US moves to ease internet access for protesting Iranians

Lifting of restrictions unlikely to have immediate impact on Tehran’s efforts to block demonstrations from reaching outside world; Starlink satellites offered by Musk not included

Iranians who live in Brazil protest against the death of Iranian woman Mahsa Amini, who died in Iran while in police custody, in Sao Paulo, Brazil, Friday, September 23, 2022. (AP/Andre Penner)
Iranians who live in Brazil protest against the death of Iranian woman Mahsa Amini, who died in Iran while in police custody, in Sao Paulo, Brazil, Friday, September 23, 2022. (AP/Andre Penner)

WASHINGTON — The United States announced Friday it was easing export restrictions to improve Iranians’ access to the internet, which the Tehran government has severely curbed amid a crackdown on protesters.

In the aftermath of a woman’s death in the custody of the country’s morality police, Iran cut off internet services to much of the population in what the United States said was a bid “to prevent the world from watching its violent crackdown on peaceful protesters.”

“In the face of these steps, we are going to help make sure the Iranian people are not kept isolated and in the dark,” US Secretary of State Antony Blinken said.

“This is a concrete step to provide meaningful support to Iranians demanding that their basic rights be respected.”

Iran has been rocked by a week of bloody protests over the death last week of Mahsa Amini, who was arrested for “improperly” wearing the Islamic headscarf.

The 22-year-old Kurdish woman spent three days in a coma after being detained.

The US move will allow technology companies to “expand the range of internet services available to Iranians,” US Deputy Treasury Secretary Wally Adeyemo said in a statement.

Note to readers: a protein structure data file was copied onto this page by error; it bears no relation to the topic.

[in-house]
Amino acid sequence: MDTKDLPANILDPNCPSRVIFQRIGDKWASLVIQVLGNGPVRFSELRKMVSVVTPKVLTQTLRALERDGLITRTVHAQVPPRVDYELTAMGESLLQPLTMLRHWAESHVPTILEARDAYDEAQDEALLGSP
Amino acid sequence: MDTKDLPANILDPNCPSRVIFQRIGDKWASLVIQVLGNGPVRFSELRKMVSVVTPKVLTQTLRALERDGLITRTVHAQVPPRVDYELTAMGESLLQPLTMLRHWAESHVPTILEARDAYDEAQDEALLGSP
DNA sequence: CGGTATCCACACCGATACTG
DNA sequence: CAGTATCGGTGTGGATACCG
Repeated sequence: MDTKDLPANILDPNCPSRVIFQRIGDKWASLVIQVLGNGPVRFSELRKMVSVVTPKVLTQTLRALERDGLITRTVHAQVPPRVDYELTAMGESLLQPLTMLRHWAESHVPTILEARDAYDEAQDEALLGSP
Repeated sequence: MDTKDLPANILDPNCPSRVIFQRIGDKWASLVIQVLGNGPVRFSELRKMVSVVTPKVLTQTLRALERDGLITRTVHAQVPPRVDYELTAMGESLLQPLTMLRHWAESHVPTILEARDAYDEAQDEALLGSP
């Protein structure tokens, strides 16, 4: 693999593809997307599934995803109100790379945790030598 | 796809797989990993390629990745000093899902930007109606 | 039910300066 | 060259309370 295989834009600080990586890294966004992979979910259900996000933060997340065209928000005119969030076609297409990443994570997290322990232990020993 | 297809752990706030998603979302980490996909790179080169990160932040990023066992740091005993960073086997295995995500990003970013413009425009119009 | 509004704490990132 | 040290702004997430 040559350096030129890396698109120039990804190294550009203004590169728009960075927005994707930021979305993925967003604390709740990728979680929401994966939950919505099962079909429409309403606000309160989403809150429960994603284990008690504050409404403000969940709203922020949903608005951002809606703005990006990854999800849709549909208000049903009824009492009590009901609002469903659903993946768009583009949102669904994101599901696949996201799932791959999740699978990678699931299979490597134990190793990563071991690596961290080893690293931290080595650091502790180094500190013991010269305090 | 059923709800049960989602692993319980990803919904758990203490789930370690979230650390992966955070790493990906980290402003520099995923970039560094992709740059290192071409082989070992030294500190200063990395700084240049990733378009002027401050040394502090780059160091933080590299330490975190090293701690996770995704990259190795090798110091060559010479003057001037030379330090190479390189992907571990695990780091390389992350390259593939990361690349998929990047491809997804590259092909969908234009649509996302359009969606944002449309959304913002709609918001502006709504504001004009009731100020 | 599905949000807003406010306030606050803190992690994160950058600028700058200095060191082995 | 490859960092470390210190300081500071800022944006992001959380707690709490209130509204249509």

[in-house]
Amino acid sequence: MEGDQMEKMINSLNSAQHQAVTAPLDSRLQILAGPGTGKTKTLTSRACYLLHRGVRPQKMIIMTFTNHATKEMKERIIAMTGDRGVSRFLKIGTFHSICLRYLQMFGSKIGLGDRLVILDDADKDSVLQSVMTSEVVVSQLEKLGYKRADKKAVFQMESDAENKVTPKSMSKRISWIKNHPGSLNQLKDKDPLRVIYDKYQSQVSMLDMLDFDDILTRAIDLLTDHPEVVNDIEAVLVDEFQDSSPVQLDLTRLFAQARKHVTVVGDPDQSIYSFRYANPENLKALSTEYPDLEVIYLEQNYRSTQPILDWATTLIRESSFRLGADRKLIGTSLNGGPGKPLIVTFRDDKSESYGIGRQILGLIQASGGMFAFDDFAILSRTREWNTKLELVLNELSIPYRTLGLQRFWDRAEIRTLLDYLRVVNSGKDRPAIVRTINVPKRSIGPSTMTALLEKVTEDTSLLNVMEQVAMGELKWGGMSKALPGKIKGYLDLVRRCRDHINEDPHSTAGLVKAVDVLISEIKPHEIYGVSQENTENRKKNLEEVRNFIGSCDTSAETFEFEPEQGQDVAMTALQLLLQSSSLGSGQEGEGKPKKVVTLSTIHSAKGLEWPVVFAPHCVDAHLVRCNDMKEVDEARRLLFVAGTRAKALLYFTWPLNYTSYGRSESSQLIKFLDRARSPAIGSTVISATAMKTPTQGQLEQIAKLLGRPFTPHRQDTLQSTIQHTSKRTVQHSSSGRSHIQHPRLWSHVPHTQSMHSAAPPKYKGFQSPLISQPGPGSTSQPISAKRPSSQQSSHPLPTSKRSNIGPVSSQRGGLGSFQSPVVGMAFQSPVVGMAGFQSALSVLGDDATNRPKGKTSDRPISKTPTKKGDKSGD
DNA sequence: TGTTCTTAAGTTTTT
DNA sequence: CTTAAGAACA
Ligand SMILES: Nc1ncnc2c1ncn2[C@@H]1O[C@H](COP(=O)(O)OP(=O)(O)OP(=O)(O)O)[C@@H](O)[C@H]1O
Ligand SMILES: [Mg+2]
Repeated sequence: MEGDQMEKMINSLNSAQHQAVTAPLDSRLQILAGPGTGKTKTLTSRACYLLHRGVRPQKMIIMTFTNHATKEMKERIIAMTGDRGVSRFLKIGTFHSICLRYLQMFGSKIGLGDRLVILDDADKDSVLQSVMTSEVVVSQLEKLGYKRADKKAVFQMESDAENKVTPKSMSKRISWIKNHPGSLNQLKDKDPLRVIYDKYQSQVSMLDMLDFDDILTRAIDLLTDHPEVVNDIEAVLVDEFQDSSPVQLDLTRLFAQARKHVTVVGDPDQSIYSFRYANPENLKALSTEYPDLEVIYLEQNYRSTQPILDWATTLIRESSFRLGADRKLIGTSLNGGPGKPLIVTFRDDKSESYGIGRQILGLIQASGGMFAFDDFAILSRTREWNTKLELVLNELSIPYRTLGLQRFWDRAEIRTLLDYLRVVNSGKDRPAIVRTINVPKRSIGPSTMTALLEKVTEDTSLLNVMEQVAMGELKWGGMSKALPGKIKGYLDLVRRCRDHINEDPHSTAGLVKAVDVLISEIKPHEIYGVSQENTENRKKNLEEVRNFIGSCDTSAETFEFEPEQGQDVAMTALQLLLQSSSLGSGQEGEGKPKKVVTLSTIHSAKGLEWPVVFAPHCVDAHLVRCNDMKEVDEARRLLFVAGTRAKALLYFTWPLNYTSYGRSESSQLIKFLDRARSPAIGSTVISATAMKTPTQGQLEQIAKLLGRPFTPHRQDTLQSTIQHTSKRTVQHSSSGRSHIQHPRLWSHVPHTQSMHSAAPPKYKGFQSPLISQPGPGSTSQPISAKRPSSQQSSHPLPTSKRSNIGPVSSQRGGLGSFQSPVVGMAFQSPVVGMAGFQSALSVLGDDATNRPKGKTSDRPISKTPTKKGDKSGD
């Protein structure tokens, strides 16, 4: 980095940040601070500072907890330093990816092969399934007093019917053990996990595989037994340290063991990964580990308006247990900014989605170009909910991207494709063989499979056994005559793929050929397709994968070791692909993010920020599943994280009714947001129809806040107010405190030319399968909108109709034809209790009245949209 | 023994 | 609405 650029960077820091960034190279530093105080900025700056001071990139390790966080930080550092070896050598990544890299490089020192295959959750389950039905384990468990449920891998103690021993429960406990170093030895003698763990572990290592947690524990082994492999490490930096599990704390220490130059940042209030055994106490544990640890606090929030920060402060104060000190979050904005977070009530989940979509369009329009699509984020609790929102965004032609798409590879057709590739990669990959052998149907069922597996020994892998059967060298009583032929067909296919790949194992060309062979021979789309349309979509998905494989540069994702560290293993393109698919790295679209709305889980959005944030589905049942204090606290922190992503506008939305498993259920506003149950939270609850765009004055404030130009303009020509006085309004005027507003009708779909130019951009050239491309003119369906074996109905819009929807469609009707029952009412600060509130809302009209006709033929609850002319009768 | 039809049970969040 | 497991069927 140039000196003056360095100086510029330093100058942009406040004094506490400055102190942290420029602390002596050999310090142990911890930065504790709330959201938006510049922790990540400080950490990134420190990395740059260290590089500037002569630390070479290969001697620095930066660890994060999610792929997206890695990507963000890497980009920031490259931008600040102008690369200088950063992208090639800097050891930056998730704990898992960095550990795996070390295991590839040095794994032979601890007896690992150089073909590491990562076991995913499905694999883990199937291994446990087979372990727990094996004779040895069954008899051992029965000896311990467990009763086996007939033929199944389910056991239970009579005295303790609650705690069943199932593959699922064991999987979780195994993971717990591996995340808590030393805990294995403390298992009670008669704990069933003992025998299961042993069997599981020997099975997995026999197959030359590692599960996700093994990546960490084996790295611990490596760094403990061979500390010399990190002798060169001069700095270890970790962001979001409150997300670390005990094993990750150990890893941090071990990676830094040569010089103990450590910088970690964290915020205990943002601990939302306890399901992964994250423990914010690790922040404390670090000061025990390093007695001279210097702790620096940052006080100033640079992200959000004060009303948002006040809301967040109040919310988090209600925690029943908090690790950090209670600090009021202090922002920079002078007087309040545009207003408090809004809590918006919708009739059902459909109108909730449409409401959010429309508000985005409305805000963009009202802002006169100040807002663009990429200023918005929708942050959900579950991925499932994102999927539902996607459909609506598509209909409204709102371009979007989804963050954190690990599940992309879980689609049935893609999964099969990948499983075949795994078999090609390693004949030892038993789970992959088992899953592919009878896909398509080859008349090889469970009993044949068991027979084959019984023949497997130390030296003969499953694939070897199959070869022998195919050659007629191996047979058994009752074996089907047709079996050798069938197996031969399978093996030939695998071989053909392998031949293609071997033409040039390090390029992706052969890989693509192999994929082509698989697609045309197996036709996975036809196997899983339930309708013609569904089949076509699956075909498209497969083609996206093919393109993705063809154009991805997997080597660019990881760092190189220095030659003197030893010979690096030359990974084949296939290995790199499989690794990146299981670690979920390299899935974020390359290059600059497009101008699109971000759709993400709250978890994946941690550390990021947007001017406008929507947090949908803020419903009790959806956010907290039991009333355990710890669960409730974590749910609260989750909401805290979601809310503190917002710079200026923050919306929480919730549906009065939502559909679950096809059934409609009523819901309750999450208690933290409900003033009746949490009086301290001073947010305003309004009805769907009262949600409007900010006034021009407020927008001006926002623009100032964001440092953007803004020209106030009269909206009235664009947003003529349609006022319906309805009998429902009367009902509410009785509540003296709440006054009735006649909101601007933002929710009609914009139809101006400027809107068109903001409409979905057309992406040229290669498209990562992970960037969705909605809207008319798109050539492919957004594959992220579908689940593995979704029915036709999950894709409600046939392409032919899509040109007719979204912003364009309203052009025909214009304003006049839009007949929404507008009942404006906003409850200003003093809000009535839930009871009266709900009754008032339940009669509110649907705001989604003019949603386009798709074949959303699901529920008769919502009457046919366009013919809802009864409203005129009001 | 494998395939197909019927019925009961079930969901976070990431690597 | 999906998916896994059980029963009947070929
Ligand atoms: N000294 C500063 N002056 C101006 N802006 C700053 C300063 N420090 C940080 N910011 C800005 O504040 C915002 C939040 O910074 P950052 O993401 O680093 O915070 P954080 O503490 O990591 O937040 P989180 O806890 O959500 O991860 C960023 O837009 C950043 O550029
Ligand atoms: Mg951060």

A picture obtained by AFP outside Iran on September 21, 2022, shows Iranian demonstrators burning a rubbish bin in the capital Tehran during a protest for Mahsa Amini, days after she died in police custody. (AFP)

The modified export license will allow access to software, including anti-virus and malware tools, as well as cloud computing and video conferencing services to support “access to fact-based information to the Iranian people,” the Treasury said.

Blinken said the latest steps “advance our efforts and commitments to ensure that the Iranian people can freely access information online,” and “help counter the Iranian government’s efforts to surveil and censor its citizens.”

“It is clear that the Iranian government is afraid of its own people,” Blinken said in a statement.

However, officials acknowledged to reporters that the move may not have an immediate impact as it “does not remove every tool of communications repression.”

“It will over time give the Iranian people more tools to address those repressive efforts from the Iranian government,” a senior State Department official said in a conference call.

Iranian dissidents protest against Iranian President Ebrahim Raisi’s appearance at the United Nations, New York City, September 20, 2022. (Luke Tress/Times of Israel)

Billionaire Elon Musk said recently he would ask the Treasury to allow an export license to authorize his Starlink satellite internet firm to provide services to Iran, but Friday’s move focuses on software rather than hardware.

Musk, who said on Twitter earlier this week that Starlink had been made available on every continent, earlier this year supplied antennas and modems to the Ukrainian military to improve its communications in its war with Russia.

“Starlink will apply for an exemption from sanctions against Iran,” Musk tweeted.

A bipartisan group of US lawmakers sent a letter this week to Treasury Secretary Janet Yellen urging her to ease restrictions on internet services to Iran.

60 Starlink satellites stacked together before deployment on May 24, 2019. (Official SpaceX photo/Wikipedia/CC0)

The letter called on the department “to clarify rules on provision of services to the Iranian people,” and “expedite any related license requests from companies… including from Starlink.”

A senior Treasury official told reporters that the general export license does not cover hardware “so that would be something they would need to write into Treasury for.”

But Treasury would “welcome Starlink and others to apply,” the official said.

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